Home stereos and mobile phones are killing the music industry

19 Aug 2008

There are many tales about how mobile devices are the future of music. This is the best one yet.

Four songs from U2's upcoming album were leaked on to the internet after frontman Bono played them too loudly on his stereo at his villa in the south of France, enabling a nearby fan to record them using his mobile phone, and upload them on YouTube.

Nice one.

The story is made all the more poignant by the fact that U2's manager, Paul McGuinness, has been an adamant critic of ISPs who don't police their users for illegal downloads, and made a splash at this year's MIDEM event in a keynote speech in which he demanded that ISPs be held accountable for their users' behavior and become content cops who track what their users are doing and punish them accordingly.

The punch lines sort of write themselves, don't they‾ Especially considering McGuinness also praised the mobile industry in the same speech for being "still a relatively secure environment for legitimate content."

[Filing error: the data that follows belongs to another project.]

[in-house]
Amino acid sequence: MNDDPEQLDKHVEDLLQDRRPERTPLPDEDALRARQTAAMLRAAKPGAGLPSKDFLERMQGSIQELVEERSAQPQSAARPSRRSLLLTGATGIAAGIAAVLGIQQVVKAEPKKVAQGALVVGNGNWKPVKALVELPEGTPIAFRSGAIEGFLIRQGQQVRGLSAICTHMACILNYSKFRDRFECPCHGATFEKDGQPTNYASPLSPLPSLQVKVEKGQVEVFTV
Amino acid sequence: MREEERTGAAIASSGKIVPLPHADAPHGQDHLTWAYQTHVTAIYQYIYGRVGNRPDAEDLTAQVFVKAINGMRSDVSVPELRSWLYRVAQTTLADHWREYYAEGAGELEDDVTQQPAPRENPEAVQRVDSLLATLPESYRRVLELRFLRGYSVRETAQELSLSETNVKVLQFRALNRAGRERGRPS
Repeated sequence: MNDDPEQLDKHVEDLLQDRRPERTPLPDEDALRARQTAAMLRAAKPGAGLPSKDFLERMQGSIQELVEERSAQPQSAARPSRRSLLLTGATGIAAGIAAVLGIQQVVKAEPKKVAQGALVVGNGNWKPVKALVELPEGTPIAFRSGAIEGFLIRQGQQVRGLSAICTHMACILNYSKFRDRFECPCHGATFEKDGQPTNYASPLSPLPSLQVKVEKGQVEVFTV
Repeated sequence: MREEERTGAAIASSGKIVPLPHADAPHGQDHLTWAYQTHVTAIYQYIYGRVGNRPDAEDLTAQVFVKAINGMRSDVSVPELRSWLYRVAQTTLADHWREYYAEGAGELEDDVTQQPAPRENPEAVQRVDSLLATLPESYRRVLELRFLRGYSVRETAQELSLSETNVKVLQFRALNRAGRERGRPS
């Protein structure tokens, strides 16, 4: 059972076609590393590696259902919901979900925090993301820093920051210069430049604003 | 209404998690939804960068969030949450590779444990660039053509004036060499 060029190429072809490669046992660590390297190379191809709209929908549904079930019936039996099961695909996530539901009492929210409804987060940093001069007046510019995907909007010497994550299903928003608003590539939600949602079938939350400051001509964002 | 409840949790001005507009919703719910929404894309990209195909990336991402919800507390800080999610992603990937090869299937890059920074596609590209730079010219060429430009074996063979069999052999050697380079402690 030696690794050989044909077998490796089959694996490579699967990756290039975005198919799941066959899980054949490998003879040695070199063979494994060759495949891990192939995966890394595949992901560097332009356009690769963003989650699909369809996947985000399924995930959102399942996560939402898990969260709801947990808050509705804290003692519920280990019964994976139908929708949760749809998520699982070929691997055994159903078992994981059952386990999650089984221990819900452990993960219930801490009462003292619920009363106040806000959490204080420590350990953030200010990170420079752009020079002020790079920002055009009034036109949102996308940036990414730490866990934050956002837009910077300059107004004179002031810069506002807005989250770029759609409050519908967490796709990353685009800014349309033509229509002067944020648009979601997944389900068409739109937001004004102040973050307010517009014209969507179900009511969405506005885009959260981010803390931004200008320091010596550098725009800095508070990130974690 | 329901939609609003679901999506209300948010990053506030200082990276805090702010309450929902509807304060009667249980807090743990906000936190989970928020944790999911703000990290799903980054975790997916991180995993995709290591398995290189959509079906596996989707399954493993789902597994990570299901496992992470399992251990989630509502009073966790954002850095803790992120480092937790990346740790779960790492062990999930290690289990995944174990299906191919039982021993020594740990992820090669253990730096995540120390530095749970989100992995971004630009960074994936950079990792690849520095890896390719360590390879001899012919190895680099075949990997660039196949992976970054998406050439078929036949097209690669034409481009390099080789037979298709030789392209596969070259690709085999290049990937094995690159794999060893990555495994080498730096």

Except when Bono's playing his stereo too loud, of course.

Maybe at next year's MIDEM show McGuinness will demand that legislators require handset manufacturers to disable recording functions on cell phones, or install device management software enabling operators to remotely shut off any mobile phone found to be uploading videos to YouTube. Or he could just ask consumer electronics manufacturers to install lower volume settings on their stereo equipment.

Won't that be fun‾

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